Bong it or not, US peoples are seemingly taking a more-advanced view of marijuana — pot, grass, wacky-tobacky, ‘bud,’ smoke, and to the straights/intellects: cannabis.
A most-interesting survey out last week from Pew Research, a new high in a 40-year history:
A national survey finds that 52 percent say that the use of marijuana should be made legal while 45 percent say it should not.
Support for legalizing marijuana has risen 11 points since 2010.
The change is even more dramatic since the late 1960s.
A 1969 Gallup survey found that just 12 percent favored legalizing marijuana use, while 84 percent were opposed.
A big chunk of Americans are finally chillin’ out.
(Illustration found here).
Another most-interesting observation from the poll was in the old-people spread — this the group in 1969 supposedly on the cutting edge of cool, my own age bracket:
Yet there also has been a striking change in long-term attitudes among older generations, particularly Baby Boomers.
Half (50 percent) of Boomers now favor legalizing marijuana, among the highest percentages ever.
In 1978, 47 percent of Boomers favored legalizing marijuana, but support plummeted during the 1980s, reaching a low of 17 percent in 1990.
Since 1994, however, the percentage of Boomers favoring marijuana legalization has doubled, from 24 percent to 50 percent.
Just 50 percent? After a generational-time loop and all kinds of shit, I would have figured the vast, vast bulk of us boomers would have way-already thumbed-up the legalization of an entity so integrated, and such a vital, way-part of our history. There’ still a lot of assholes my age, I guess.
And also via age: The survey finds that an increasing percentage of Americans say they have tried marijuana. Overall, 48 percent say they have ever tried marijuana, up from 38 percent a decade ago. Roughly half in all age groups, except for those 65 and older, say they have tried marijuana.
Old people sometimes can not be all-so cute.
And this is also a most-welcome change:
As support for marijuana legalization has grown, there has been a decline in the percentage viewing it as a â€œgateway drug.â€
Currently, just 38 percent agree that â€œfor most people the use of marijuana leads to the use of hard drugs.â€
In 1977, 60 percent said its use led to the use of hard drugs.
Amid changing attitudes about marijuana, a sizable percentage of Americans (72 percent) say that government efforts to enforce marijuana laws cost more than they are worth.
And 60 percent say that the federal government should not enforce federal laws prohibiting the use of marijuana in states where it is legal.
Last fall, voters in two states â€“ Colorado and Washington state â€“ approved the personal use of small amounts of marijuana for recreational use.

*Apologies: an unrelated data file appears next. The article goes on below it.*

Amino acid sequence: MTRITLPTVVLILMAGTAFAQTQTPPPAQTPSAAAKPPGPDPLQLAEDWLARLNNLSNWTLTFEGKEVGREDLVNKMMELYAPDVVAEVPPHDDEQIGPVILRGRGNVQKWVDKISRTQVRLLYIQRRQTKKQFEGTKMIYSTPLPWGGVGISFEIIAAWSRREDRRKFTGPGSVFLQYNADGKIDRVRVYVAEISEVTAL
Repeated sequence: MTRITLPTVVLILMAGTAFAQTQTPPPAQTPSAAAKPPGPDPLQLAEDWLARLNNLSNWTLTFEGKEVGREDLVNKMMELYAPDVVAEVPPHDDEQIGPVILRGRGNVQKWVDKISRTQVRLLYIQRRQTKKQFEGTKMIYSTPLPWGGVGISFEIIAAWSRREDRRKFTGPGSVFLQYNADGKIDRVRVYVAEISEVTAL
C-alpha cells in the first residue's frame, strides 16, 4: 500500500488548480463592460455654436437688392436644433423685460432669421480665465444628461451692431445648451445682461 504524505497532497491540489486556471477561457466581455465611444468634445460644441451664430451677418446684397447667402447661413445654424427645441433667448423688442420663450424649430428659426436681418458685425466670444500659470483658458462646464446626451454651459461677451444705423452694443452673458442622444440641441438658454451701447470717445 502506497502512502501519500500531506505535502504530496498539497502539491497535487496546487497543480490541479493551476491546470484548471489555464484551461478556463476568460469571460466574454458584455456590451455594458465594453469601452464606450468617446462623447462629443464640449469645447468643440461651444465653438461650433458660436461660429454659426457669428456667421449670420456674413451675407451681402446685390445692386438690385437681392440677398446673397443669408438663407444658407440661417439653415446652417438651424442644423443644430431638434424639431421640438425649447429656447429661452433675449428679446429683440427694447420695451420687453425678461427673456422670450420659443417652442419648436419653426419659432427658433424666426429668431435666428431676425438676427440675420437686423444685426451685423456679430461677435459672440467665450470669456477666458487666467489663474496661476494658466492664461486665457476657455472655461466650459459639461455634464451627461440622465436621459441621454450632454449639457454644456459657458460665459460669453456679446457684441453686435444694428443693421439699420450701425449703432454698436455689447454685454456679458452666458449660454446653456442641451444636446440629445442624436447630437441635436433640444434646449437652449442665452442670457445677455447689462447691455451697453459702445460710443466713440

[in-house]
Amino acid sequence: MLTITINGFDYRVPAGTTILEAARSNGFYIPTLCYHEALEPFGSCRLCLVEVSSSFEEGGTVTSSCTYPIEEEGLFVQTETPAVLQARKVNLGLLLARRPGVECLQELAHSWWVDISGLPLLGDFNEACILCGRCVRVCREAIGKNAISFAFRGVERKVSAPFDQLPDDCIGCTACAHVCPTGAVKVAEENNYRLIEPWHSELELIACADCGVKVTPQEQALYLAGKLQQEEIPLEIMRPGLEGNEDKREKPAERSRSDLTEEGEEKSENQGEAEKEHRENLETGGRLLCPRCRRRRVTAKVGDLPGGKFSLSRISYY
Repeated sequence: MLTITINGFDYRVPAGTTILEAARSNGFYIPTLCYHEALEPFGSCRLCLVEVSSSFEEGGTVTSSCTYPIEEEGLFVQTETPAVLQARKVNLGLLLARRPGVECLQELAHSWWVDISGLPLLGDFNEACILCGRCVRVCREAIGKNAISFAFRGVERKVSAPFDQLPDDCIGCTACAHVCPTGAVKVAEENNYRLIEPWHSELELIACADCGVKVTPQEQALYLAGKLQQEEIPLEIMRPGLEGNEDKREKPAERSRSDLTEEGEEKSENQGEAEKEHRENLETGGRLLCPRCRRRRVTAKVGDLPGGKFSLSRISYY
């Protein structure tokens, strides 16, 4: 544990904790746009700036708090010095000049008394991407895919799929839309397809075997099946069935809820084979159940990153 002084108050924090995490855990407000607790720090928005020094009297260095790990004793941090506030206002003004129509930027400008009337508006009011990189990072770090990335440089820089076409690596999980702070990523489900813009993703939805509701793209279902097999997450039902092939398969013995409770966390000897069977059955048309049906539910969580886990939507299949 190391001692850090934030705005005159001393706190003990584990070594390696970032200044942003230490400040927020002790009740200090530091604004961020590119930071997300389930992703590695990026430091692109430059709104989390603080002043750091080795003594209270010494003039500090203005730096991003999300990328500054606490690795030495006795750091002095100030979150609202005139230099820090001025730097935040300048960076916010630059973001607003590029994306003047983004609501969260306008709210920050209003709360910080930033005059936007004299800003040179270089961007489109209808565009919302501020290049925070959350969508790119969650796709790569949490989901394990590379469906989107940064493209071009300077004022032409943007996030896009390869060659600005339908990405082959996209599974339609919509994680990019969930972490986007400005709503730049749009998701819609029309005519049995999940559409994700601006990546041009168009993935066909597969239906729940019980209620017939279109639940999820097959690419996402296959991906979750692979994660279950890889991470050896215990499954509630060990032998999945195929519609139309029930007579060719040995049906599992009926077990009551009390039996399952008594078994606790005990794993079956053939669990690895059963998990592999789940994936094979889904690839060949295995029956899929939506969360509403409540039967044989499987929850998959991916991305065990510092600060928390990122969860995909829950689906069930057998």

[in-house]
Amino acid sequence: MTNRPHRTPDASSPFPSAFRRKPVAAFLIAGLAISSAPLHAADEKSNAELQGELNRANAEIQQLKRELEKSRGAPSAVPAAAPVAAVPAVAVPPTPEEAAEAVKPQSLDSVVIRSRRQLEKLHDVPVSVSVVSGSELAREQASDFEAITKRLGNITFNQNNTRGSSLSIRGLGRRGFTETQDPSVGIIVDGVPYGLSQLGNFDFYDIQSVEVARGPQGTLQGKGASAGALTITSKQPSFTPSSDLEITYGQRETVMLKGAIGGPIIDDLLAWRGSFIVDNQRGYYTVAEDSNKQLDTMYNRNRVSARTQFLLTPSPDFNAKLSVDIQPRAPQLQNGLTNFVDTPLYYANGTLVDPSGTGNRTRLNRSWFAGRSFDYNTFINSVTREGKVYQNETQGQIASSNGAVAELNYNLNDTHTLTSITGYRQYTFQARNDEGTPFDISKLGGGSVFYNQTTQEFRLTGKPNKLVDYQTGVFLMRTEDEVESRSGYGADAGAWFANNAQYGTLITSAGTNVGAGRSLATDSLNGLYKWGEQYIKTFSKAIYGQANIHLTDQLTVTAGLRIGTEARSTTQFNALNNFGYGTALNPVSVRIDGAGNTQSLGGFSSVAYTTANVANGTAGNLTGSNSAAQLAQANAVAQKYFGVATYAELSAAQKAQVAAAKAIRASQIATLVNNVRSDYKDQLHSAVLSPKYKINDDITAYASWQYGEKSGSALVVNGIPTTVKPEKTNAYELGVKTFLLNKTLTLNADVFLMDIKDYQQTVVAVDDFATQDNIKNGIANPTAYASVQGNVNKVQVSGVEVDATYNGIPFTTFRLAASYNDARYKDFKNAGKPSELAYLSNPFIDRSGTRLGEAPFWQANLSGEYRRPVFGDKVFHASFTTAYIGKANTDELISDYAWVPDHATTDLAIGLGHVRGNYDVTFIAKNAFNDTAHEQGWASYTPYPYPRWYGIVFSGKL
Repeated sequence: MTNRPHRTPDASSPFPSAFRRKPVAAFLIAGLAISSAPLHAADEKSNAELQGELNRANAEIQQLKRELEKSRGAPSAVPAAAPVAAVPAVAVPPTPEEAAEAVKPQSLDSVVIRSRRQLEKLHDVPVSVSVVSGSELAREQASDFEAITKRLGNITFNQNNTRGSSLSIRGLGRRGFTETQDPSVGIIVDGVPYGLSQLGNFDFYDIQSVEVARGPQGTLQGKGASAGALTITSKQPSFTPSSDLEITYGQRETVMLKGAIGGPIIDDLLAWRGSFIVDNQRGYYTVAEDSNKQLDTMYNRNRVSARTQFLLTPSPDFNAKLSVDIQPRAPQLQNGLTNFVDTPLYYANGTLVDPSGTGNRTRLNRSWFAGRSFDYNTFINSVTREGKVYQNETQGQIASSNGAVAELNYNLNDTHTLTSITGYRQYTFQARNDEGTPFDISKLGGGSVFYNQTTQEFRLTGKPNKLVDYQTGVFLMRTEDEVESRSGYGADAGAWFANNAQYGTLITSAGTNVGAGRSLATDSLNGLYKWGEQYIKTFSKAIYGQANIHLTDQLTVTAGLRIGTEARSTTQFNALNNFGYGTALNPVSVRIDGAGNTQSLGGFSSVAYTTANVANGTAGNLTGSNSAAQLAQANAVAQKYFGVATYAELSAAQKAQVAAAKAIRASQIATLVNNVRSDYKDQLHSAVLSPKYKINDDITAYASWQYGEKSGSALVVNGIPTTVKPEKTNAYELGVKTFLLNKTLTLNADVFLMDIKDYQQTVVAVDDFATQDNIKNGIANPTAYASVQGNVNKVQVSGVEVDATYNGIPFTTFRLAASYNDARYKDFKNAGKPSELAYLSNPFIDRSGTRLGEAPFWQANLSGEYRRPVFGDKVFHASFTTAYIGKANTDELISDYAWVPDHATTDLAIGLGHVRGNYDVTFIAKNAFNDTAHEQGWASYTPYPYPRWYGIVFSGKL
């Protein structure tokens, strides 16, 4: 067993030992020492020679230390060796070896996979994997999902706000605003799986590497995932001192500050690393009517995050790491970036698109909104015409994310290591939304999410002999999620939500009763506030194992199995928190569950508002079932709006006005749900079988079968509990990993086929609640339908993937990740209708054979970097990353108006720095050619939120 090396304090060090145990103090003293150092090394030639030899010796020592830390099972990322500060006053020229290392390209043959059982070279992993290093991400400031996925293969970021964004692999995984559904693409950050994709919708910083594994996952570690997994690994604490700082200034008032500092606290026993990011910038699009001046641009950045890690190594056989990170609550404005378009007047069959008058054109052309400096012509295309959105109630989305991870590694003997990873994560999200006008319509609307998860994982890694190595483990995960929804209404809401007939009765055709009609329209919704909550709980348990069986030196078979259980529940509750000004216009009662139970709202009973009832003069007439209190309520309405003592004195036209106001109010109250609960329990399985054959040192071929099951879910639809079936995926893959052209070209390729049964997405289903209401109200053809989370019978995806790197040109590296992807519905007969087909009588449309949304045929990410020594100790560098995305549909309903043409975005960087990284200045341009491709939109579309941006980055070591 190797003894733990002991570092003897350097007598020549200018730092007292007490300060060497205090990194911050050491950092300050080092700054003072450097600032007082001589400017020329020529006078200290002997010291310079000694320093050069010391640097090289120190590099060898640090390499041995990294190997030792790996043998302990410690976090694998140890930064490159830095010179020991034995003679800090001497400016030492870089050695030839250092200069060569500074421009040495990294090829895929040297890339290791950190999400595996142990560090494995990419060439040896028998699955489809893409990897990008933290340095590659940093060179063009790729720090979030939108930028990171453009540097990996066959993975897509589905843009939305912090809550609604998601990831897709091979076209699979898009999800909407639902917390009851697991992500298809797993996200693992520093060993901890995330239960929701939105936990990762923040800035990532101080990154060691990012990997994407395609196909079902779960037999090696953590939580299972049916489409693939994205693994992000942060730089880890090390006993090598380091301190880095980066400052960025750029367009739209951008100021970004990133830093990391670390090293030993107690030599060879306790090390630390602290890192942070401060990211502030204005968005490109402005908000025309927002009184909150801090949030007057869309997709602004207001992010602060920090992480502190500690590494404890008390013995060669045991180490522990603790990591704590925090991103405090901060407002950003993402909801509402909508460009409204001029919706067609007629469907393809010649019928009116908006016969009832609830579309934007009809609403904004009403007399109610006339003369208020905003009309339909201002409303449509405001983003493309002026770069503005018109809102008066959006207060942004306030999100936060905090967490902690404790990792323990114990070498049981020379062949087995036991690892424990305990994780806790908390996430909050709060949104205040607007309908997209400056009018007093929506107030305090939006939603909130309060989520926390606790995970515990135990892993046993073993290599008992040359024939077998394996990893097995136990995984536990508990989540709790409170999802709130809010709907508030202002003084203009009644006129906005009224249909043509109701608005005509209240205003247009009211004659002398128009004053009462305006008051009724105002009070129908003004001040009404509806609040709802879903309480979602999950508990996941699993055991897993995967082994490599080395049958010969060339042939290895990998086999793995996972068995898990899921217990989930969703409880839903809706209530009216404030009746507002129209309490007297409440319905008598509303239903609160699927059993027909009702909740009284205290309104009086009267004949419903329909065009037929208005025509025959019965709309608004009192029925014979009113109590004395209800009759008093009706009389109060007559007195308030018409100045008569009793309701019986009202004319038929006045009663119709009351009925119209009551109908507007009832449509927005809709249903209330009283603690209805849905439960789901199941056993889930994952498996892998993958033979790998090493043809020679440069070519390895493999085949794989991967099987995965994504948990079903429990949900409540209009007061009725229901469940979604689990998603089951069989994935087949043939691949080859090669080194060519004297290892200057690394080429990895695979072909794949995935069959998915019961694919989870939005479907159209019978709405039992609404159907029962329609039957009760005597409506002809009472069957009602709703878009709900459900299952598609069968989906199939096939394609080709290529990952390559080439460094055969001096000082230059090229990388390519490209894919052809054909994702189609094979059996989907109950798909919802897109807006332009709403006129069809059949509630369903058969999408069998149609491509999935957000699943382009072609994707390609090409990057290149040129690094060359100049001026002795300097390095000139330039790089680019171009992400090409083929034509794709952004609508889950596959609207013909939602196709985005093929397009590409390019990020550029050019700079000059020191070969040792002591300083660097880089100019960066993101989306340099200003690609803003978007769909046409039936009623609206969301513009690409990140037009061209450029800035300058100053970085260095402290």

Although all this polling data looks good to us,Â the UK’s Guardian took a more-cautious approach:
So does that mean that weed is on its way to becoming legal in more places than it is now?
Perhaps, but the public’s opinion of marijuana is a lot more murky than the Pew surveys indicate.
Eighty percent of the differences in support for marijuana legalization nationwide since 1975 is explained by the change in the overall crime rate through 2010 (the last year in which we have the crime rate and GSS data).
Crime rates are currently at very low levels nationwide, which could explain why we saw the demonstrated upswing of marijuana legalization in all polling during the first decade of this century.
If we were to see an increase in the crime rate in the future, there’s a pretty decent chance we’d see a decrease in support for marijuana.
You can actually see the percentage of Americans in favor of marijuana legalization actually dropped during the 1980s from the 1970s as drug acceptance seems to have been linked linked to a higher overall crime rate.
Near 50 percent of baby boomers were in favor of legalization in the mid-to-late 1970s, yet that fell off to only about 20 percent by about 1990.
That then rebounded to the 50 percent Pew saw in their latest poll.
The most likely reason was because of the crime rate.
Given that the crime rate is likely to rise at some point in the future, it’s quite possible that the 65 percent of millennials in favor of weed legalization right now could drop off significantly as well.
For now, however, I would take the Pew poll and implications of it with a grain of salt.
There’s a reason why you don’t see politicians coming out all over the place in favor of it like you do with same-sex marriage, despite the fact it actually polls higher per Pew Research.
The great uptick in marijuana support over the past three years probably isn’t where Pew says it is and a rise in support is in no way guaranteed in the future.
A goodly chunk of growers up here in this neck of northern California oppose legalization — it would pretty-much disappear the industry. However, marijuana should have always been legal — it’s pretty-stupid it’s not already, but in the wake of the move of the US toward a ‘more liberal‘ view of not only pot, but with the gays, too, there might be an open door to the issue.
Even amongst the political partisans — via the Pew poll:
Only about three-in-ten conservative Republicans (29 percent) say marijuana use should be legal.
Moderate and liberal Republicans are far more likely than conservatives to favor legalization (53 percent).
Like Republicans, Democrats are ideologically divided over legalizing marijuana.
While 73 percent of liberal Democrats favor legalizing use of marijuana, only about half of conservative and moderate Democrats agree (52 percent).